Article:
Whenever a device's Wi-Fi is turned on, it is regularly sending these packets. It may often send multiple packets - one for each network in the saved list of preferred networks.
Private companies now have all that is needed to track user movements throughout a store using nothing but the Wi-Fi radio in smart phones. Additionally, these companies can share and correlate such data - since the packet is meant as a public, broadcast request for a network to join, it could be argued there is no expectation of privacy.
Of course, once data is collected, there's no telling what it could be used for - or who could use it. Cell phone location data was originally tracked simply for technical reasons: The network needs to know what tower to send a message to. Now, private companies are being compelled (or volunteering) to collect tracking data. There is no reason to think this won't be the same story again.
Nothing limits this tracking to inside stores, either. Several companies have begun to offer outdoor pole-mounted tracking systems, under the auspices of traffic data collection (sound familiar?). Some of the collection systems are run by law enforcement agencies, some are run by private companies.
Think data collected by a private company isn't a means of tracking you? Depending on the location resolution of the tracking system, it's possible to correlate the locations in the store, the products in those locations, and the purchase records of that time period, and map a MAC address of a Wi-Fi device to the credit card information used to pay. Consider also the other companies which have similar data.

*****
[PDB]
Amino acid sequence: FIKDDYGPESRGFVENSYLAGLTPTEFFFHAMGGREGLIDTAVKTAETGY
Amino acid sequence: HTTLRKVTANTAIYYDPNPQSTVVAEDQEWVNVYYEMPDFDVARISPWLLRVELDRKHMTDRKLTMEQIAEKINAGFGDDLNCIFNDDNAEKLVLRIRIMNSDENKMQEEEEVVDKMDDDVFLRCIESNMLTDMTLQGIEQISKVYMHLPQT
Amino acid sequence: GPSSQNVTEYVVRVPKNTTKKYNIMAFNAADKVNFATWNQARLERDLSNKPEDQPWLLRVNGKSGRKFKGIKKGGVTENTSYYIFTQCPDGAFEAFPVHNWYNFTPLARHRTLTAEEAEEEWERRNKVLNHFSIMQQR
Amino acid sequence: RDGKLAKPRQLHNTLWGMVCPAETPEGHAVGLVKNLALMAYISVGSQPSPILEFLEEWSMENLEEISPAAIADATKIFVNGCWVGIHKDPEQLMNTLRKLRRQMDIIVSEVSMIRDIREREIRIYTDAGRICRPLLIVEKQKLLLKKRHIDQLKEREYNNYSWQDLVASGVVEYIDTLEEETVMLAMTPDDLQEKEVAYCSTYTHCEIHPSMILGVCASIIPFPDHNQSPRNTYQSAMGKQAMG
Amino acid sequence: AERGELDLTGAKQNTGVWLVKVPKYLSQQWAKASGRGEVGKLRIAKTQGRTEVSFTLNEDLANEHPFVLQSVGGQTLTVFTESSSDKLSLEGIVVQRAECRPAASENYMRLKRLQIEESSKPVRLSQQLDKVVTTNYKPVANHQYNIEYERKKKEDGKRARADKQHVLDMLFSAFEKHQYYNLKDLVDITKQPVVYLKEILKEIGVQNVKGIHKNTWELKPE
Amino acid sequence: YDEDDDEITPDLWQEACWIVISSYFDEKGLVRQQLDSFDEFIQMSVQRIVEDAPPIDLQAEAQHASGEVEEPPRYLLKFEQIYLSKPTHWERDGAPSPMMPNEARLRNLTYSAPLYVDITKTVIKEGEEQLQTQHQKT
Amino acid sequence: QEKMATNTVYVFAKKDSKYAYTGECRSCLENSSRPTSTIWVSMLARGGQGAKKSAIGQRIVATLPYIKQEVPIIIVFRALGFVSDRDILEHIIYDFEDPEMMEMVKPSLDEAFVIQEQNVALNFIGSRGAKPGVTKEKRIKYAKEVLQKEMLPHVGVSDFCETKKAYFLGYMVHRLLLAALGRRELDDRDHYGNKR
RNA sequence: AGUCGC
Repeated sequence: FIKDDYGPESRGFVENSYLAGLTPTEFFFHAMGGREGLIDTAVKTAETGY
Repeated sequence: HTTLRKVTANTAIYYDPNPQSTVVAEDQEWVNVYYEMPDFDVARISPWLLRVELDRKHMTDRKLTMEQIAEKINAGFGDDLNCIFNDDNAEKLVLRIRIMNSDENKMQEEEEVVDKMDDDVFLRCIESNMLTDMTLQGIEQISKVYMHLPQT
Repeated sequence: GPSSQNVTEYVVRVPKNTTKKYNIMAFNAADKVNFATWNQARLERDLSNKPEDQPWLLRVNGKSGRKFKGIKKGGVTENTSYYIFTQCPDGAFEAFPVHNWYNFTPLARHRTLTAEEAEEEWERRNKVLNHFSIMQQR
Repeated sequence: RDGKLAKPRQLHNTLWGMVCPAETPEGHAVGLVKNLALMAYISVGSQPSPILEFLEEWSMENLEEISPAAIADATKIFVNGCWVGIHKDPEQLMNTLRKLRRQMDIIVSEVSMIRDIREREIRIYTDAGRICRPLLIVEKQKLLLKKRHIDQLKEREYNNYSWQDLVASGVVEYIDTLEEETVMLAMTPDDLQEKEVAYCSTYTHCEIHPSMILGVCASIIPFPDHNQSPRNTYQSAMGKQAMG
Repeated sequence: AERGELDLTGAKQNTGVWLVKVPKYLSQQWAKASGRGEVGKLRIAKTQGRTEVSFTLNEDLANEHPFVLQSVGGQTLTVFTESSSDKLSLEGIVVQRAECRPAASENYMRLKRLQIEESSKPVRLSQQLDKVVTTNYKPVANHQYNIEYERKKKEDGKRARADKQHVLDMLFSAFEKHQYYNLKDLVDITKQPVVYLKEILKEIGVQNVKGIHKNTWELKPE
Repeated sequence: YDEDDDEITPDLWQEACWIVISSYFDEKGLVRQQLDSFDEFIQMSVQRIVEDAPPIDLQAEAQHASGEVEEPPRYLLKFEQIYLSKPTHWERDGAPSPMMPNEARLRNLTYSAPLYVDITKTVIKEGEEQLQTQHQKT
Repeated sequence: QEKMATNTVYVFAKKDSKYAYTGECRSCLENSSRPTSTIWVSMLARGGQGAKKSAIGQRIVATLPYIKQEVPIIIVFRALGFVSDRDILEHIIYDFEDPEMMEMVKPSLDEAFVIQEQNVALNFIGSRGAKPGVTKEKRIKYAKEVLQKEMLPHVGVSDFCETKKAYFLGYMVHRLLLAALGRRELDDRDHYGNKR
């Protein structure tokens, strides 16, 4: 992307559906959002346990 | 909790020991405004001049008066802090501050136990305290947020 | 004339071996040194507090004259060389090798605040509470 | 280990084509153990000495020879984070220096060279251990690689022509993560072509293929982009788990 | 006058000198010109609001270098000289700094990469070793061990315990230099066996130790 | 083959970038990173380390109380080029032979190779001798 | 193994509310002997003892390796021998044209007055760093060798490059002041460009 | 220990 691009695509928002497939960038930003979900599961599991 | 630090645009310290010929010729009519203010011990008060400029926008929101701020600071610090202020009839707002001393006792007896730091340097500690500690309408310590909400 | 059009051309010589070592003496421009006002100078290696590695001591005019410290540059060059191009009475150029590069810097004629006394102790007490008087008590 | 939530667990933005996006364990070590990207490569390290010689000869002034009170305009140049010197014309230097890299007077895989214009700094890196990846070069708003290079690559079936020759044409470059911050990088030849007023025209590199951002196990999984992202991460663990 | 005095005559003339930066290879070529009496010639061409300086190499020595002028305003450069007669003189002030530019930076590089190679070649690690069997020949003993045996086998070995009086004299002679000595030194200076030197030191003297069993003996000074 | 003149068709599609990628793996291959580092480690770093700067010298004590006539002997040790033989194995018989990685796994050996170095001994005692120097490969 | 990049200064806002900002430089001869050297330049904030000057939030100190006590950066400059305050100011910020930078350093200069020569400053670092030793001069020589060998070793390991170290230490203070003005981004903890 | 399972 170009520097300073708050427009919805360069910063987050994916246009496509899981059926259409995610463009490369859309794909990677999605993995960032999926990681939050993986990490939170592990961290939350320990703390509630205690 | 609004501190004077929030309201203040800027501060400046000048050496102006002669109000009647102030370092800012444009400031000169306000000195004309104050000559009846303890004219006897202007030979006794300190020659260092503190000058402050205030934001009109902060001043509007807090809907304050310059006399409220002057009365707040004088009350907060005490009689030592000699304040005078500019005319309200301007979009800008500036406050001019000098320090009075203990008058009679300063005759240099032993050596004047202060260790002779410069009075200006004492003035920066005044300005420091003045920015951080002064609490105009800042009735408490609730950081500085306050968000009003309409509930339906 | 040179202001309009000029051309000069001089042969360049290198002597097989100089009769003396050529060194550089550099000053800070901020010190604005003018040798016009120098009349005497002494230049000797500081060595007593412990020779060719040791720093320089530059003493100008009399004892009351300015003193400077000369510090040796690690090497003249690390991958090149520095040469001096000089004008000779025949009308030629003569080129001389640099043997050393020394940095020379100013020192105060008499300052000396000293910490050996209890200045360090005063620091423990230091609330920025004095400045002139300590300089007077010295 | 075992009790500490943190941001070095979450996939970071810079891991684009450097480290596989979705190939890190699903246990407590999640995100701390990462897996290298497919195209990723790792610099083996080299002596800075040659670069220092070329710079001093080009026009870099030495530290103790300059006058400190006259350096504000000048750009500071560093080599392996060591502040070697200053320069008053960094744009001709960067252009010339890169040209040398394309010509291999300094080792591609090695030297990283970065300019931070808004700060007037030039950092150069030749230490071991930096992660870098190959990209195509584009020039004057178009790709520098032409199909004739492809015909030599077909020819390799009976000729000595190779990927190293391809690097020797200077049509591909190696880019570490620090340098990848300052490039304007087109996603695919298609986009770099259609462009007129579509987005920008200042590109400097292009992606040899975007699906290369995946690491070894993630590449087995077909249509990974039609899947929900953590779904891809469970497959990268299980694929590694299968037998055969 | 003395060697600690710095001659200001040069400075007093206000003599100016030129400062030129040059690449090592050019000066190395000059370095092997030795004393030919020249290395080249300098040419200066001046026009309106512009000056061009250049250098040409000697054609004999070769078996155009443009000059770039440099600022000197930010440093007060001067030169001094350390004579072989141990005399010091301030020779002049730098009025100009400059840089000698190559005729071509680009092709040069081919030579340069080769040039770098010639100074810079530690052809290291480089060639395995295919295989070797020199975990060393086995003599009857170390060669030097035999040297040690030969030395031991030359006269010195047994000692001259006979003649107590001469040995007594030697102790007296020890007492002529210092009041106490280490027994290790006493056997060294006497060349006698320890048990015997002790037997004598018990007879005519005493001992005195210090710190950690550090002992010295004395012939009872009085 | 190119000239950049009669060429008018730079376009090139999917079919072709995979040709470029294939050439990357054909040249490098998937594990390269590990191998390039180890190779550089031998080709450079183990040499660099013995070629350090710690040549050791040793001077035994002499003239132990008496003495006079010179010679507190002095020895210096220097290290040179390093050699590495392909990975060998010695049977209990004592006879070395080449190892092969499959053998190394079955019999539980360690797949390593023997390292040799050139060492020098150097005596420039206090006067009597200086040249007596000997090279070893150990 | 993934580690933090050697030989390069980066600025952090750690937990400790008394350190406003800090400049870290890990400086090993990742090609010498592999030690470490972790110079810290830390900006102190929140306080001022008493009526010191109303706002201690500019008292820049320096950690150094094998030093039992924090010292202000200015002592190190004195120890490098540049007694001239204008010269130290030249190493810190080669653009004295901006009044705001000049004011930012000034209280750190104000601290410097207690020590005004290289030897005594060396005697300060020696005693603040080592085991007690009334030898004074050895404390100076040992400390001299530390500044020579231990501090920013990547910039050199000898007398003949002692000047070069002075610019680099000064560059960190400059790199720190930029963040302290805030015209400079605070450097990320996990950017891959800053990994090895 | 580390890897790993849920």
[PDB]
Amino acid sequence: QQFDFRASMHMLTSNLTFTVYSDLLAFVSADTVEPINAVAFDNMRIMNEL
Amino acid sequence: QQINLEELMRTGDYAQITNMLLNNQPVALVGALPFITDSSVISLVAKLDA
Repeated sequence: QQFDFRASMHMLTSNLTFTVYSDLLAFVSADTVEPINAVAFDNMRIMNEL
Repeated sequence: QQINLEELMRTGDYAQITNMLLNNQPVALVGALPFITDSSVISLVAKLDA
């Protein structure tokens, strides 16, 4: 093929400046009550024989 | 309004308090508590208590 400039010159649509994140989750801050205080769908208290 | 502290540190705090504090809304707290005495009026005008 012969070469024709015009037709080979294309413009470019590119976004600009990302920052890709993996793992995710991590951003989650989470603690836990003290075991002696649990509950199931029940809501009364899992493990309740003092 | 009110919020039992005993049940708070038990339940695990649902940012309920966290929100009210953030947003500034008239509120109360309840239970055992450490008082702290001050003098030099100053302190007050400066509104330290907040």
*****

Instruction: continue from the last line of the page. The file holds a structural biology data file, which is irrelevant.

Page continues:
For instance, Apple or Google know the user ID of a device and the MAC address (used in backups, etc.). While it may have been possible to assume that data collection agencies weren't collating these records in the past, it seems naive to think so given recent revelations. If the same system can collate number plate recognition or toll tag recognition with Wi-Fi detection, it would be similarly possible to identify a user... maybe not with a single read event, but with multiple events over several locations.
Not all is lost.
Privacy in movement is rapidly eroding, but some methods can be avoided. The simplest way to avoid Wi-Fi tracking? Turn off Wi-Fi when not at home. When turned off, the device is no longer looking for networks, and no longer sending probe requests. Either make it part of your daily habit or use various helper tools. On Android, event tools like Locale or Tasker can be used, or dedicated tools like Smarter Wi-Fi Manager (disclaimer, written by yours truly [Michael Kershaw]) can be used to control the radios based on cell tower location - using the automatic location data from the cell network to increase your privacy for a change.